MLB

Joey Meneses looks MLB-ready

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By Ben Pope (www.philly.com)

Joey Meneses is a quiet, 26-year-old, never-drafted first baseman who speaks English to reporters only when no cameras are around and has bounced around the minor leagues for seven years. He was a decidedly under-the-radar signing by the Phillies back in February, shortly after the Braves let him walk into free agency,

Indeed, the native of northwest Mexico is not, and has never been, the kind of player to attract attention.

Yet in his triple-A debut season, Meneses is having nothing short of a showstopper campaign for the Lehigh Valley IronPigs. He was a shoo-in selection for Wednesday’s triple-A all-star game in Columbus, and his batting numbers are in the same stratospheric levels that would fast-track any top-100 prospect straight to the majors.

Fifteen home runs, the most in the International League, in 81 games. Fifty RBIs, good for third in the league. An efficient .300 batting average (seventh in the IL) and explosive .520 slugging percentage (second in the IL).

It’s just that hardly anyone is noticing — not even Meneses himself.

“I don’t feel any change,” he said Sunday, just a few hours before hitting a two-run, walk-off single to cap Lehigh Valley’s comeback win over Rochester. “I kept working hard at home and in winter ball last year, and I keep doing the same today here.”

Meneses’ road to simply get on a triple-A roster is an unlikely one in itself, but his performance since landing on this one is even more unfathomable, considering his nondescript past. He slugged just .403 and .329 in his two seasons with the double-A Mississippi Braves, hitting only 11 home runs in 171 games. The Braves never gave him a single look in triple A.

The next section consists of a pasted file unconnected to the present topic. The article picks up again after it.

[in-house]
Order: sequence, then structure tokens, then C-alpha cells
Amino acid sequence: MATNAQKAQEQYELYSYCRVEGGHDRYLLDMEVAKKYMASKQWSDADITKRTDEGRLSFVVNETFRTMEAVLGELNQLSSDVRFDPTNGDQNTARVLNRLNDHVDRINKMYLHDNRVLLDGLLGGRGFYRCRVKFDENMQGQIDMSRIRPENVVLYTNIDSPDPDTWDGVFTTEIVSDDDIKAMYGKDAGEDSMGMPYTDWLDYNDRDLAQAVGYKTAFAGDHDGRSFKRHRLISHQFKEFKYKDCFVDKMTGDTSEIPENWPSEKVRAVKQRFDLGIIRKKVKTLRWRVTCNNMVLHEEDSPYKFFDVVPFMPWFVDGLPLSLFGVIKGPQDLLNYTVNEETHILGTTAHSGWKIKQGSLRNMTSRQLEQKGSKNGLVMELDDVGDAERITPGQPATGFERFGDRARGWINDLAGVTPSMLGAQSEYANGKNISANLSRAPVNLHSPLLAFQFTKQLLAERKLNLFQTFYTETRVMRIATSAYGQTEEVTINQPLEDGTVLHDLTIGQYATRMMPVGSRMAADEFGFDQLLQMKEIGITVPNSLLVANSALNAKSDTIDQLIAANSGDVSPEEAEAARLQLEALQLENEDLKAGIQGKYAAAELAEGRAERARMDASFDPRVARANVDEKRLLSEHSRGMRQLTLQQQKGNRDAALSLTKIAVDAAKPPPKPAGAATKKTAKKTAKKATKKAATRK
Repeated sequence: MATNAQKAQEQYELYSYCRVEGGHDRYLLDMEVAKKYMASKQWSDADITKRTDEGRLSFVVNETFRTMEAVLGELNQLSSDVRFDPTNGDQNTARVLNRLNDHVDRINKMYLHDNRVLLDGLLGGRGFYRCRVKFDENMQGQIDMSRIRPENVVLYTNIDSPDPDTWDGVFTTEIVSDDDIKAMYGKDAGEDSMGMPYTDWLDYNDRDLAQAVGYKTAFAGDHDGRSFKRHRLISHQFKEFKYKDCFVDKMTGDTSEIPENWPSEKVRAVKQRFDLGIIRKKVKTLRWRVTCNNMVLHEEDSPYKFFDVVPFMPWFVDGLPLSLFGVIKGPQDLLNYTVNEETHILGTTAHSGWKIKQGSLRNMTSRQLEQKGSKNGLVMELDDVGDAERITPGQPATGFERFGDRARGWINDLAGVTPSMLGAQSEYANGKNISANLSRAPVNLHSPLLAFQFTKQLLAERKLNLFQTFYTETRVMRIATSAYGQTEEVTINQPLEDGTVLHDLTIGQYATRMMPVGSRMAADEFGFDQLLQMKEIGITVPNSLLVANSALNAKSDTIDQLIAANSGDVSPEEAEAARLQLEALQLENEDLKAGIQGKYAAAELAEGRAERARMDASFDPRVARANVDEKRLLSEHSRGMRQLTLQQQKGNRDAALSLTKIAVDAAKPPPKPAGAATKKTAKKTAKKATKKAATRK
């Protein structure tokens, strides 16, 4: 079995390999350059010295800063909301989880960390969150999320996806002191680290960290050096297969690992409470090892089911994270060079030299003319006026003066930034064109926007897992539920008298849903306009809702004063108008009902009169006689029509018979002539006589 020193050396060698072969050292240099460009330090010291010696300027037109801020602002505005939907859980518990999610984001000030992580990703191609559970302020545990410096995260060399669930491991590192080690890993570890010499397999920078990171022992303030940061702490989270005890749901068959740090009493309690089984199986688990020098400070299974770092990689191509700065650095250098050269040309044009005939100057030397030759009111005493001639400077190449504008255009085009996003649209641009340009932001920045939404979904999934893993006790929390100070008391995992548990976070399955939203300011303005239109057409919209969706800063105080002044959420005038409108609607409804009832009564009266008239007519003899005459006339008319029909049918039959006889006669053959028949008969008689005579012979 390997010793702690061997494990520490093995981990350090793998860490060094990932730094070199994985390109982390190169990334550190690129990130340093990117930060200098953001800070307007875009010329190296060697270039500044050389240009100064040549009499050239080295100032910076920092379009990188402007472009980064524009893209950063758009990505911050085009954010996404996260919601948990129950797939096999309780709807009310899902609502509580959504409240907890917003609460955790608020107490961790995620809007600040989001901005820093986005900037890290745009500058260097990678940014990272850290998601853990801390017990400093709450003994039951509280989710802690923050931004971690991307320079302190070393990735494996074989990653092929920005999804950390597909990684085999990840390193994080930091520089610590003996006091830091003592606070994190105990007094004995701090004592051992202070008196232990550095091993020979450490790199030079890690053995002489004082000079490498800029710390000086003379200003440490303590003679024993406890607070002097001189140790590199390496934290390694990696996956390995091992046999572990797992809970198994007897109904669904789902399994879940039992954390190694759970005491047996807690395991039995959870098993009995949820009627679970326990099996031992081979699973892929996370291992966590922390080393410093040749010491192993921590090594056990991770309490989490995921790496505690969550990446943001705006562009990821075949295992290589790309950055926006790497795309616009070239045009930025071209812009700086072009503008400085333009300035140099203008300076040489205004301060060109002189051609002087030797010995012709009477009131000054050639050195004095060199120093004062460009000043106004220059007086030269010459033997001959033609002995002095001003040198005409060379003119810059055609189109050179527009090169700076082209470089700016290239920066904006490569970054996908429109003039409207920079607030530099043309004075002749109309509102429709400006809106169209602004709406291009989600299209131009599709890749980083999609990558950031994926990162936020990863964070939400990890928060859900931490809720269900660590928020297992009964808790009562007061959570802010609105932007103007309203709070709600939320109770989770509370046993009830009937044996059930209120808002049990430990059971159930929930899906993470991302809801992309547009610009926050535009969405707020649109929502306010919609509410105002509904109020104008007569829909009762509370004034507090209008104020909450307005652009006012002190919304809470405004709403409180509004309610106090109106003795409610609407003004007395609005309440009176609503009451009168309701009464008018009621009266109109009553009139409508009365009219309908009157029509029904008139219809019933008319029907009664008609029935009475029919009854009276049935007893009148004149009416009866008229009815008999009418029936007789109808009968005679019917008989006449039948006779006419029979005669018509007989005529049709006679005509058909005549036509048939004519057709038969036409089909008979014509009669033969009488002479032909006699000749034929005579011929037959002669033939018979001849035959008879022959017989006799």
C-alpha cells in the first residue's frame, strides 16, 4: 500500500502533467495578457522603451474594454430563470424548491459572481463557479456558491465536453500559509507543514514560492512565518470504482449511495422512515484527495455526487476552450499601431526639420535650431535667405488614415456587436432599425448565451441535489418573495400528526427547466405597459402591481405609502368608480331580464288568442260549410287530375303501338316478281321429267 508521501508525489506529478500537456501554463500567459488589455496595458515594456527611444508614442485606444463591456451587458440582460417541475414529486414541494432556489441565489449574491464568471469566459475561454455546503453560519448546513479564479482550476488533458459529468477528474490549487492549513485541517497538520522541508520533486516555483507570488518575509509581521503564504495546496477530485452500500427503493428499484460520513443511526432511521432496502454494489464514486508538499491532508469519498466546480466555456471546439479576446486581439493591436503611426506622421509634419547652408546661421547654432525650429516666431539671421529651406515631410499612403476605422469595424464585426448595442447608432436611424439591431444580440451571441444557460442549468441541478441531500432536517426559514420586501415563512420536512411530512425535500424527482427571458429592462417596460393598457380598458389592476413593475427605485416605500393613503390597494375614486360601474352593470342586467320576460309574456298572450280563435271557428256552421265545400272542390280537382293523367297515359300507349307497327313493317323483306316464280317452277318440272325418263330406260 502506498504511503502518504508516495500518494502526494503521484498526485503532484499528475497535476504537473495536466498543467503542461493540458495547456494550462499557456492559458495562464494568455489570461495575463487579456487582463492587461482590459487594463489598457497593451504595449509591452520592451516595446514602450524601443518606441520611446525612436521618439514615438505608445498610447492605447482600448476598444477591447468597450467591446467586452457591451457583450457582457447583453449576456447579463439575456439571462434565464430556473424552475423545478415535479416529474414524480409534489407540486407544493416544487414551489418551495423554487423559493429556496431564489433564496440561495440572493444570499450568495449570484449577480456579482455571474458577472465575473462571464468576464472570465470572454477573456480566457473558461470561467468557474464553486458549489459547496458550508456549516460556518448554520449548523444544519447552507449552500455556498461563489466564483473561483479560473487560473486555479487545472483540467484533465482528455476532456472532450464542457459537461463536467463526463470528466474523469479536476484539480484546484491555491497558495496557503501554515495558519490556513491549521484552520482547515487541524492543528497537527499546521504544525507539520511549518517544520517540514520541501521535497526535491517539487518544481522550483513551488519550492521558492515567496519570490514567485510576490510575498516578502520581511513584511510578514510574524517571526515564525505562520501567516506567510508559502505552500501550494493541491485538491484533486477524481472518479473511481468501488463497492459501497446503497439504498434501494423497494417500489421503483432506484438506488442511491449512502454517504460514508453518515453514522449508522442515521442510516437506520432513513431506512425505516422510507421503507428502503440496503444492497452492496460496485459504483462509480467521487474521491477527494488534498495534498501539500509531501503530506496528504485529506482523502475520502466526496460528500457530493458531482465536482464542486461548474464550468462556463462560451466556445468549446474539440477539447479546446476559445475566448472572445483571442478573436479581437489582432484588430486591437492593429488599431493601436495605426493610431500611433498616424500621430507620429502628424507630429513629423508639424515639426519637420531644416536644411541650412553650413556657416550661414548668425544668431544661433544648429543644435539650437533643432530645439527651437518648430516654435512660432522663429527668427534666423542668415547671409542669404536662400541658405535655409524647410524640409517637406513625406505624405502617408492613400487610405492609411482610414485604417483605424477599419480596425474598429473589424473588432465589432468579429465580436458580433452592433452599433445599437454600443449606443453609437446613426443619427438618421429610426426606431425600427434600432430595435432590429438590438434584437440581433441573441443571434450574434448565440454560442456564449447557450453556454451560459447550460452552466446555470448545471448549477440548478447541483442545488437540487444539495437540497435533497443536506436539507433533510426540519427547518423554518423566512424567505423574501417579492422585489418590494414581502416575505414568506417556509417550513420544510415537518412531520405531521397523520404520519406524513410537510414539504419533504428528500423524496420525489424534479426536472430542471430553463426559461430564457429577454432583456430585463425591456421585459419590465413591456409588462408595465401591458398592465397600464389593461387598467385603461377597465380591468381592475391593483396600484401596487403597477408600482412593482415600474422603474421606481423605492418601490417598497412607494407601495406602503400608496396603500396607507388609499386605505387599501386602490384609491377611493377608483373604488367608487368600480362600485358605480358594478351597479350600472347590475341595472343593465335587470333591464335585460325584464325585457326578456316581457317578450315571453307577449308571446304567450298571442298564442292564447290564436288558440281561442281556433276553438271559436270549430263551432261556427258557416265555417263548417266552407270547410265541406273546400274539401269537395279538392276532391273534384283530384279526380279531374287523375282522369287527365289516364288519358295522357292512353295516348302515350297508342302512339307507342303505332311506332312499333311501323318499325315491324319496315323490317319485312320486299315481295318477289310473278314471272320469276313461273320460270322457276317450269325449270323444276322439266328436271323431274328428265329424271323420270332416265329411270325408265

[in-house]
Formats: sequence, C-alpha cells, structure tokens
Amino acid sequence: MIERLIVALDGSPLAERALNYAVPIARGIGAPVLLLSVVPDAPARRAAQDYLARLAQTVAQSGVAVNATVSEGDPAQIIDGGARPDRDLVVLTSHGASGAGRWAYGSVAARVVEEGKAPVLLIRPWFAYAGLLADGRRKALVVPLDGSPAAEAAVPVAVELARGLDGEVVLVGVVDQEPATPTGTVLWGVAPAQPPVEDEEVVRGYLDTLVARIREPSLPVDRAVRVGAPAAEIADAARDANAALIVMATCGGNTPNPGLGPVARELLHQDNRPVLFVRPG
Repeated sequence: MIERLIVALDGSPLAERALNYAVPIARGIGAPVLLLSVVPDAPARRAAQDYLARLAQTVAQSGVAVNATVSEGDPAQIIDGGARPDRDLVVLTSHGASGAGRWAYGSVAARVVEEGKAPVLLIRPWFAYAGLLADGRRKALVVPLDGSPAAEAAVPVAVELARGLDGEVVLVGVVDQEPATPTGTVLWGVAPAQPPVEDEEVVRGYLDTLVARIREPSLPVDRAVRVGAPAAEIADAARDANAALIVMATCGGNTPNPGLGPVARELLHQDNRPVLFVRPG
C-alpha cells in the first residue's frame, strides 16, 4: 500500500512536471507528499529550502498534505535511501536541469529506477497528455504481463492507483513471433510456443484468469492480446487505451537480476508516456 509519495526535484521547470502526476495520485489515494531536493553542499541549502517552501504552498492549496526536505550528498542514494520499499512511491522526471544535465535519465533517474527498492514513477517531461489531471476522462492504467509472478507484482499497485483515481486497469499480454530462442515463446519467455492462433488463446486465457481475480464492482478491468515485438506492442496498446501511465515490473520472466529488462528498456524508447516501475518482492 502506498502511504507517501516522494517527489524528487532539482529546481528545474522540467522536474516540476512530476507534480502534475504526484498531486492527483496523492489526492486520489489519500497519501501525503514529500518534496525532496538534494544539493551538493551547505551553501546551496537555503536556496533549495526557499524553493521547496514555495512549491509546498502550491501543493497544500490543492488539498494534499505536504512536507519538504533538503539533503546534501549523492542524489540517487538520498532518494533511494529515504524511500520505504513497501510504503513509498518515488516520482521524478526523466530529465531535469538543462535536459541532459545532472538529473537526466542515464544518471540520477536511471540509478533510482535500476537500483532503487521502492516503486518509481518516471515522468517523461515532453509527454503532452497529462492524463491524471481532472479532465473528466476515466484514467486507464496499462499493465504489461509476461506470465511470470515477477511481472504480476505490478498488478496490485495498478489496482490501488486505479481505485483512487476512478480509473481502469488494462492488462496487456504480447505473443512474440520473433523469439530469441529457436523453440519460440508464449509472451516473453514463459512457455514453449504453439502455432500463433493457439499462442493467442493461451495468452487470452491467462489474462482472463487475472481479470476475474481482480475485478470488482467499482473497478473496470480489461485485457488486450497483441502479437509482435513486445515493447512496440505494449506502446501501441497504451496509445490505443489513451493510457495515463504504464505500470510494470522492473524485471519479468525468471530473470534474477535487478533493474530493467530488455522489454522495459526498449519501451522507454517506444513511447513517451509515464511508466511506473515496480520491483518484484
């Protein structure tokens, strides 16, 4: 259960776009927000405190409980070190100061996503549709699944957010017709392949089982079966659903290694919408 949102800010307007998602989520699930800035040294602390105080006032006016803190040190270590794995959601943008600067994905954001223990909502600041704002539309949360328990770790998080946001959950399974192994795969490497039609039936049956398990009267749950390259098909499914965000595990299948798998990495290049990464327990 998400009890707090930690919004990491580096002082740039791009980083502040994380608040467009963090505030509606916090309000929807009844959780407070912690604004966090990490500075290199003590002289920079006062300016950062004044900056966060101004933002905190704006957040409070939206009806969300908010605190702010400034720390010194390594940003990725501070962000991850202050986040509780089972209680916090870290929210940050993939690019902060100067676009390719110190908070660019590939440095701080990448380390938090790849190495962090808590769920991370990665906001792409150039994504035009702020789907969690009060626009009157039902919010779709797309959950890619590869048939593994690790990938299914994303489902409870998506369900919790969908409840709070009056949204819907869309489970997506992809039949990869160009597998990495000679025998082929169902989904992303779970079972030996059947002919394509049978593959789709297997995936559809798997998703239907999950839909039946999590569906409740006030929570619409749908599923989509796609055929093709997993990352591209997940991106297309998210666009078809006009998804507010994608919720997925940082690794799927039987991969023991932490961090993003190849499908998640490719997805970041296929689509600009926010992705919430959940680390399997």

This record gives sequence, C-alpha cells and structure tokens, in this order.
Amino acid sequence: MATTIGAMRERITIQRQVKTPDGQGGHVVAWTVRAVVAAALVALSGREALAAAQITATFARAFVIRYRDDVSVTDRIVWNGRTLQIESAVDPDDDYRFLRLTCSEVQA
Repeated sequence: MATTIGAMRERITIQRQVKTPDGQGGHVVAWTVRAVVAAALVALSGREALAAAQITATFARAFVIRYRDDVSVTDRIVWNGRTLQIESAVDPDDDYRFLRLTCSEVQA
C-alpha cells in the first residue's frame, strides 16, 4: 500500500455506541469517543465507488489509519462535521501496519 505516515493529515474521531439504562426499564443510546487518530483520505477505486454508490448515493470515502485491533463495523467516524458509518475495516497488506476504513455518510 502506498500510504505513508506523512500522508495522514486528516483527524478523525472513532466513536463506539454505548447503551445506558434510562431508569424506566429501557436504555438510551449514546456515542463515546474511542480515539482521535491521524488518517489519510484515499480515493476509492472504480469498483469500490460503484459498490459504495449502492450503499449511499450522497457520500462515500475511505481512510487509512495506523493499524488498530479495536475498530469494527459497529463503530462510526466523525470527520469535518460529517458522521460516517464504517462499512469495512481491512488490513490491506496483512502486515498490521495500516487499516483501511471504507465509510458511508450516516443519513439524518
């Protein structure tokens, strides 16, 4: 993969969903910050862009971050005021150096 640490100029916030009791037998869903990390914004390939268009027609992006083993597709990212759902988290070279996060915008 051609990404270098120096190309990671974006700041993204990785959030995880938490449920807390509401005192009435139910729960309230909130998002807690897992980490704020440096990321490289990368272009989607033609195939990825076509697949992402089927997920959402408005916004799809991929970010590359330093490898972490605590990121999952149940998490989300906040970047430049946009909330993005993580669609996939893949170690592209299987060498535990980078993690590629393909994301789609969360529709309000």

Part of the transformation might trace to Meneses’ substantial weight gain — listed at just 6-foot-3, 190 pounds two years ago, he has grown to 220 — and another aspect might be his ongoing efforts to add a loftier follow-through to his swing. IronPigs hitting coach Sal Rende said the “subtle, little change” is not only increasing Meneses’ launch angles but also making him stay through the ball better.

“He has a good idea of what he’s trying to do up at the plate; he’s been able to hit fastballs [and] off-speed pitches,” Rende said. “He’ll adjust to pitchers: He’ll see a breaking ball and he’ll swing at a bad one, and then the next one he sees, he hits.”

The road ahead from here for Meneses remains murky. The Phillies have a logjam at first base already, with Carlos Santana holding down the spot while Rhys Hoskins plays in the outfield. And Meneses, at 26, is not exactly prime-prospect age anymore.

Yet given Meneses’ dominant summer at the plate and moderate positional flexibility — much of his time in Mississippi was spent in the outfield — Rende thinks there is at least some road ahead for the unheralded hitter.

In May, Phillies director of player personnel Joe Jordan gave a tempered endorsement of Meneses’ MLB upside, contingent on his maintaining his lofty triple-A average over a larger sample size. Now that Meneses has done that, his future looks more guaranteed, whether it’s in Philadelphia or another organization.

“I’m sure there’s teams looking at him,” Rende said. “He’s done a great job against lefties, and there’s a spot [in the majors] for a guy like that, for sure.”

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